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The hydrogen atom Hamiltonian, with fine structure effects included, is $$H = \frac {p^2}{2m}-\frac{e^2}{r}-\frac{p^4}{8m^3c^2}+\frac{e^2}{2m^2c^2}\frac{\mathbf{S\cdot L}}{r^3}+\frac{\pi}{2}\frac{e^2\hbar ^2}{m^2c^2}\delta(r).$$ Where the first two terms are the unperturbed Hamiltonian, $H_0$, the third term is the relativistic correction, $H_{rel}$, the fourth term is the spin-orbit coupling, $H_{s.o}$, and the final term is the Darwin correction, $H_D$. Correct me if I'm wrong, but all of these terms commute with the square of the total angular momentum operator $\mathbf J^2= \mathbf S^2+\mathbf L^2 +2\mathbf {S\cdot L},$ and so the eigenfunctions $\psi_{njm}$ of $H_0$ (in the coupled basis) should diagonalize the entire Hamiltonian. Is this correct?

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  • $\begingroup$ not clear why one should think the term in $p^4$ and the term in $\delta(r)$ should commute with the unperturbed part $H_0$… $\endgroup$ Aug 16, 2022 at 4:20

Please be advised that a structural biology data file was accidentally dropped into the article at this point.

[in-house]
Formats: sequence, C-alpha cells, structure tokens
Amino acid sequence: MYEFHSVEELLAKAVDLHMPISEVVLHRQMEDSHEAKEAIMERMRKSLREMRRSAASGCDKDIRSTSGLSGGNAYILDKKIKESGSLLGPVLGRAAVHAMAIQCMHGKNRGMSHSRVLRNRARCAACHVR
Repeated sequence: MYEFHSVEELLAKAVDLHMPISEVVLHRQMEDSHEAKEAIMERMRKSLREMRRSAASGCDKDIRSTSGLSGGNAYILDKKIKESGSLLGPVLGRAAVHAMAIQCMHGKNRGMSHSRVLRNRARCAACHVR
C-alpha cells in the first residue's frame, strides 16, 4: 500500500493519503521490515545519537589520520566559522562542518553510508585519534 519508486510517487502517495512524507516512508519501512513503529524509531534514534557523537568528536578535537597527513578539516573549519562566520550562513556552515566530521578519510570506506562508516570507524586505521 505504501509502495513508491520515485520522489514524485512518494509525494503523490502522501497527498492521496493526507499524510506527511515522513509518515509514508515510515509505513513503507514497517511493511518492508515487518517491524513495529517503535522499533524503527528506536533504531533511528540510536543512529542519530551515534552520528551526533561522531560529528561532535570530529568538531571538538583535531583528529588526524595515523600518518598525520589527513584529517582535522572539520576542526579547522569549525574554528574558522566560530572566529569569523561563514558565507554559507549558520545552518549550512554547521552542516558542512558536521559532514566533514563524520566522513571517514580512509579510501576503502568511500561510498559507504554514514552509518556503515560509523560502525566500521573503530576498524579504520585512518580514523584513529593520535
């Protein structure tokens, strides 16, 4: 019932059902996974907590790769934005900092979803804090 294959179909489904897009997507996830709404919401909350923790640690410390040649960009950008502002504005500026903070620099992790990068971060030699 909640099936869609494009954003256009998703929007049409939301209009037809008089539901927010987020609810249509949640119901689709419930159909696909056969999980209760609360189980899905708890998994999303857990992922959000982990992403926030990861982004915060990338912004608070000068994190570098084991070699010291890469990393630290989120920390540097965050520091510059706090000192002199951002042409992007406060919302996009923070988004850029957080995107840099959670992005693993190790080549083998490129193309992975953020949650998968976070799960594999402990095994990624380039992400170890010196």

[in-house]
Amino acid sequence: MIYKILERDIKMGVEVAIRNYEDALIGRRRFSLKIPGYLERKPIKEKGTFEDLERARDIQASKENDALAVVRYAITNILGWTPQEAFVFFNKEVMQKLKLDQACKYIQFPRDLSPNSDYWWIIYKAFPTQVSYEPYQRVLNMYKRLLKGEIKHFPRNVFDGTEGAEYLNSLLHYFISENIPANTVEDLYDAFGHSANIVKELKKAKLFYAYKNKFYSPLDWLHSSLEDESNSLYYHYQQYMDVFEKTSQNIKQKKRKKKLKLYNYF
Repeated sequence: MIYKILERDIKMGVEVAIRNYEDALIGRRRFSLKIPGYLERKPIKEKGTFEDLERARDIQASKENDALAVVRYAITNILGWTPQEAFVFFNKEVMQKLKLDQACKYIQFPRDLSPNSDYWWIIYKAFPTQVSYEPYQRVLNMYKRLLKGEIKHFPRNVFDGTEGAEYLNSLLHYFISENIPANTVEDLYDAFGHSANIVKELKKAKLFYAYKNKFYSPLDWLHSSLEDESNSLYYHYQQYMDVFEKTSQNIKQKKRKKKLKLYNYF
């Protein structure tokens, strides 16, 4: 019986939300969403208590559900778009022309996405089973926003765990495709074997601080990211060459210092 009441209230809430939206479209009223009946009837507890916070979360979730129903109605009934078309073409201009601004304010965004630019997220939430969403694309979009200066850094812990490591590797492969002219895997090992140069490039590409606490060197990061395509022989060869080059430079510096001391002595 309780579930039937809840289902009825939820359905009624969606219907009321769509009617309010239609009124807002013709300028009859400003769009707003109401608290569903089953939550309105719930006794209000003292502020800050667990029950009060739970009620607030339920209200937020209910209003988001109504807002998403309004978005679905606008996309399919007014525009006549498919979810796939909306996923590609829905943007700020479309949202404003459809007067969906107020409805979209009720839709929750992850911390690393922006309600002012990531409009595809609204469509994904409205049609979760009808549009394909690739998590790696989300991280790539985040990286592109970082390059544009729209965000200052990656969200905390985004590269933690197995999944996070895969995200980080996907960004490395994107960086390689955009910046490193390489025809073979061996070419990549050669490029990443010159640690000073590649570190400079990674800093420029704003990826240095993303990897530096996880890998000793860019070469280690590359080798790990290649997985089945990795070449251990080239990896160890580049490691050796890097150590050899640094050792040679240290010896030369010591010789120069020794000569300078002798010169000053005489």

• $\begingroup$ Yes, it seems that you are right. Am I correct in saying that perturbation theory is not required for spin-orbit coupling? $\endgroup$ Aug 16, 2022 at 12:11

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You are not correct.

Your Hamiltonian commutes with $\vec J=\vec L+\vec S$ but $H_0$ does not commute with $p^4/8m^3c^2$ or with the $\delta(r)$ term.

With $(n\ell m)$ referring to unperturbed hydrogen states, the perturbation will mix $n$ values via the $p^4$ and $\delta(r)$ terms, and and the spin-orbit term will mix $\ell$ values because a given value of $j$ can occur as two states with $\Delta \ell=1$ (like $\ell_1=1$ and $\ell_2=2$) can combine with $s=1/2$ to form states with the same $j$ (like $j=3/2$).

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